What People Don't Know About the World War II Race for Nuclear Weapons
What People Don’t Know About the World War II Race for Nuclear Weapons

What People Don’t Know About the World War II Race for Nuclear Weapons

Larry Holzwarth - May 31, 2021

What People Don’t Know About the World War II Race for Nuclear Weapons
General Leslie Groves addressing a group of service personell at Oak Ridge, Tennessee, during the Manhattan Project. US Army

20. The Alsos missions did little to alter the course of the Second World War

If the Alsos missions revealed anything, it was the fact the Germans were years away from developing a working atomic bomb. Werner Karl Heisenberg later stated that he and many of his colleagues deliberately impeded the effort to build such a weapon out of moral considerations. Heisenberg’s recorded conversations at Farm Hall did not reveal such reticence. Instead, they blamed Germany’s failure to produce a weapon to the low priority granted the program. Though some have claimed the German atomic weapons program became Hitler’s highest priority, in fact it received little attention following 1940, since it evidently could not produce a weapon for many years to come. It received limited resources and financial support. It lacked a unified command structure. Political and personal rivalries dominated among its contributors. Alsos revealed these failings. For years those findings remained classified.

General Groves, who led the Manhattan Project for the United States, argued the Germans failed to build an atomic bomb because they never developed the industrial base needed to produce one. Lack of raw materials also contributed to the failure, as more and more dwindling supplies went to the conventional warfare needs. America’s Manhattan Project consumed about $2 billion to produce the bombs which fell on Hiroshima and Nagasaki, about $29 billion today. Germany’s atomic weapons program consumed roughly $2 million measured in 1945 dollars, less than the cost of a single U-boat. The Alsos missions did little to alter the course of the war because the Germans were never close to possessing the bomb. Alsos missions proved it beyond doubt.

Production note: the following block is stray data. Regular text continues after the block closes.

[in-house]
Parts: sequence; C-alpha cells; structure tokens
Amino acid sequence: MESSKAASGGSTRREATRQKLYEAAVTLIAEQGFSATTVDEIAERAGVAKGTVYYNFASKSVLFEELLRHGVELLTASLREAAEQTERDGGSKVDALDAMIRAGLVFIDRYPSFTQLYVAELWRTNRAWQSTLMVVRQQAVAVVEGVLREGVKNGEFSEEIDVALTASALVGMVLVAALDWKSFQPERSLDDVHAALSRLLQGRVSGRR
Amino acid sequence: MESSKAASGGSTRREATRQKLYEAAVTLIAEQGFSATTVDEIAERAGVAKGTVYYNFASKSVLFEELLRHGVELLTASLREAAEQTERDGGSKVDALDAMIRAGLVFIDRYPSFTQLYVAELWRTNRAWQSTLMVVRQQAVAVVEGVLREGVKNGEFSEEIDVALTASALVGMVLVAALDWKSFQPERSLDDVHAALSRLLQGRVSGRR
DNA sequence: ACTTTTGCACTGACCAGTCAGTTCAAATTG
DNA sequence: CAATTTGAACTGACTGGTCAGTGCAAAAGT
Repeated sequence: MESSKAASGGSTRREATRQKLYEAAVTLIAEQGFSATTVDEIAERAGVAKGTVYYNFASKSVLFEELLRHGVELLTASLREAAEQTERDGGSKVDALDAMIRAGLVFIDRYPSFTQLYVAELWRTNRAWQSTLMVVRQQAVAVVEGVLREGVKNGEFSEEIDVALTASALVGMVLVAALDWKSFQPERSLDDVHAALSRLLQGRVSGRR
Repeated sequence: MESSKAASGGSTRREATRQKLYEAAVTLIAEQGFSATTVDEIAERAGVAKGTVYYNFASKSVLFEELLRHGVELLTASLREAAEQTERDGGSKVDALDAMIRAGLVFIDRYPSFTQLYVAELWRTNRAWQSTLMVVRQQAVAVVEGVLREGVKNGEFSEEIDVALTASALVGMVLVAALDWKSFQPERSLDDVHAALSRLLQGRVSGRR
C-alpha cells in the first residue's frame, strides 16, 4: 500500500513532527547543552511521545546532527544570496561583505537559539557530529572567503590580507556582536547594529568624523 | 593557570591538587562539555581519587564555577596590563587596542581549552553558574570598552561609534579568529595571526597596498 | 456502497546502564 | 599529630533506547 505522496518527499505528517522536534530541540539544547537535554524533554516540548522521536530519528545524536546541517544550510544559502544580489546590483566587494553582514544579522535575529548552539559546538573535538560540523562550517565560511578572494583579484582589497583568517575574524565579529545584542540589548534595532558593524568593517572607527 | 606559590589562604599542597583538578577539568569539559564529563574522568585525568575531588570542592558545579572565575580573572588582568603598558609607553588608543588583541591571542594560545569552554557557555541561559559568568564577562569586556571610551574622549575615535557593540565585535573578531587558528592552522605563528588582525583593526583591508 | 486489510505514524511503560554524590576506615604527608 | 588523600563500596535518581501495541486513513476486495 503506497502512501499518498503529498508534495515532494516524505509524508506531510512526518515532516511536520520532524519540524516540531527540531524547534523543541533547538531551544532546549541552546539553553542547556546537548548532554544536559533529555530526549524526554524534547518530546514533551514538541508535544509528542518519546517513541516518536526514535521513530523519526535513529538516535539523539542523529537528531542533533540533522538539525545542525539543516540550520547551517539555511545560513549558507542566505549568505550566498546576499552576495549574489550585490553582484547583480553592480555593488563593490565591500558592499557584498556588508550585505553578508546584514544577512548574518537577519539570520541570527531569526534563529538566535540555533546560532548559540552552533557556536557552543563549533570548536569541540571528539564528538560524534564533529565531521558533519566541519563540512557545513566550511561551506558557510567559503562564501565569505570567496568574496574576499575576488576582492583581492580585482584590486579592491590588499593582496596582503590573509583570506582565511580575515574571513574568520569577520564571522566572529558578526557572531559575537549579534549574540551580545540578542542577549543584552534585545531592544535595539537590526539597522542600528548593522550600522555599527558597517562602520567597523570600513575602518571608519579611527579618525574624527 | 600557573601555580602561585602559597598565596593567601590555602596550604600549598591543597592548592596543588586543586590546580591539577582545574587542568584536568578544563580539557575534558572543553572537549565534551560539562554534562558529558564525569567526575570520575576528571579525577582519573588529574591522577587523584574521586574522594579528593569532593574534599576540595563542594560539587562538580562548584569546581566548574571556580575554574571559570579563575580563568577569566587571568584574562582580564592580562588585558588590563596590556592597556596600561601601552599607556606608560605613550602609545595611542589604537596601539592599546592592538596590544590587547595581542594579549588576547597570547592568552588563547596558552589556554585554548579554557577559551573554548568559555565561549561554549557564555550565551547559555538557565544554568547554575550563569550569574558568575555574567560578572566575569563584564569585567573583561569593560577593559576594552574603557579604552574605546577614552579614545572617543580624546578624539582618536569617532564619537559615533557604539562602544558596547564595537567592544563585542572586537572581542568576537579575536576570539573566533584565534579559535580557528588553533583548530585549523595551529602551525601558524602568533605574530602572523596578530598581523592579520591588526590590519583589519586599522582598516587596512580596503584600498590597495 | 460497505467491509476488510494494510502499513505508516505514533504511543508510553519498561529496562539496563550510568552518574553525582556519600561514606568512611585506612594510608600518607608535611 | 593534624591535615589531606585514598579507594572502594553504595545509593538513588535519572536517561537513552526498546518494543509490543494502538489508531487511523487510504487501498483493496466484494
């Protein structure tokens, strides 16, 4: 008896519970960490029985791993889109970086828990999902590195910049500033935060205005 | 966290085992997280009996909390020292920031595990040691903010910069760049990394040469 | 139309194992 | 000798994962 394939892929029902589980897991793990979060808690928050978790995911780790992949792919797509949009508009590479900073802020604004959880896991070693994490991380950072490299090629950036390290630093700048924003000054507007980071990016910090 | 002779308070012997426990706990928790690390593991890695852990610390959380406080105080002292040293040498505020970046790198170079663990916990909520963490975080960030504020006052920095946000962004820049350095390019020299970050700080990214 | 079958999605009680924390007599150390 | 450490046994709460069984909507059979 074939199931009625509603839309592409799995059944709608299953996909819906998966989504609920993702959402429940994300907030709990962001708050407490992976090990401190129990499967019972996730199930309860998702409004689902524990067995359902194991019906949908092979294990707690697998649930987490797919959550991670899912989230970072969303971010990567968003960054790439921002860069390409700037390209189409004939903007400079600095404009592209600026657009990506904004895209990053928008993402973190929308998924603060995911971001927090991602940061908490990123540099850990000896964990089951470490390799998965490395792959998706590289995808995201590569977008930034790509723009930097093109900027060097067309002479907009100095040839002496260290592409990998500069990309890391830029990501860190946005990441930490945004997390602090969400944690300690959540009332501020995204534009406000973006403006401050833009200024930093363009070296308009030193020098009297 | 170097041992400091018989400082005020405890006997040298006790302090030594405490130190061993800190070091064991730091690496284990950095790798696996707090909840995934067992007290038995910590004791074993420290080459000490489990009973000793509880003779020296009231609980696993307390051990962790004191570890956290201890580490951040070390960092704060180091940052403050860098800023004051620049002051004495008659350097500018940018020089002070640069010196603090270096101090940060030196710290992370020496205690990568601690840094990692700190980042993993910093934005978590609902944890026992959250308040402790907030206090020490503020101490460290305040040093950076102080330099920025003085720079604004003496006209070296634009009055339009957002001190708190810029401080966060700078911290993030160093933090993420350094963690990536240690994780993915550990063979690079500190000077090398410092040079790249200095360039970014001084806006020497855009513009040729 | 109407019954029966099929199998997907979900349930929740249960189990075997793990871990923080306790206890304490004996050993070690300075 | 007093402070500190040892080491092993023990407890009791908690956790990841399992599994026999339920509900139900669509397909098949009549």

Where do we find this stuff? Here are our sources:

“The Manhattan Project Interactive History”. Article, United States Department of Energy. Online

“Boris Pash”. Biography and Timeline, Atomic Heritage Commission. Online

“Hitler’s true nuclear capacity exposed in secret sabotage mission that ‘saved world'”. Callum Hoare, The Express. October 21, 2020

“Now it can be told: The True Story of the Manhattan Project”. Leslie Groves. 1962

“Hunting the Nazi Nuclear Hoard”. Sarah Reisert, Science History Institute. September 24, 2019

“Alsos Mission”. Article, Atomic Heritage Foundation. June 6, 2014. Online

“Atomic rivals and the Alsos mission”. Article, United States Department of Energy. Online

“German Atomic Bomb Project”. Article, Atomic Heritage Commission. Online

“Nazis and the Bomb”. Mark Walker, Nova. November 8, 2005

“Attacking Antwerp”. Gilbert Martin, Forbes. June 5, 2008

“German town lives with lethal legacy of World War II”. Uwe Hessler, DW Online. November 7, 2011

“Alsos mission seizes French government arsenal, September 1944”. Ruth Quinn, US Army Center of Military History. 2005

“Operation Big: The Race to Stop Hitler’s A-Bomb”. Colin Brown. 2016

“Operation Epsilon: The Farm Hall Transcripts”. Sir Charles Frank (Introduction). 1993

“Robert Furman and the Alsos Mission”. Article, Atomic Heritage Commission. Online

“Stalin and the Bomb: The Soviet Union and Atomic Energy 1939 – 1956”. David Holloway. 1994

“The Alsos Mission”. Boris Pash. 1969

“Manhattan: The Army and the Atomic Bomb”. Vincent Jones, US Army Center of Military History. 1985

Advertisement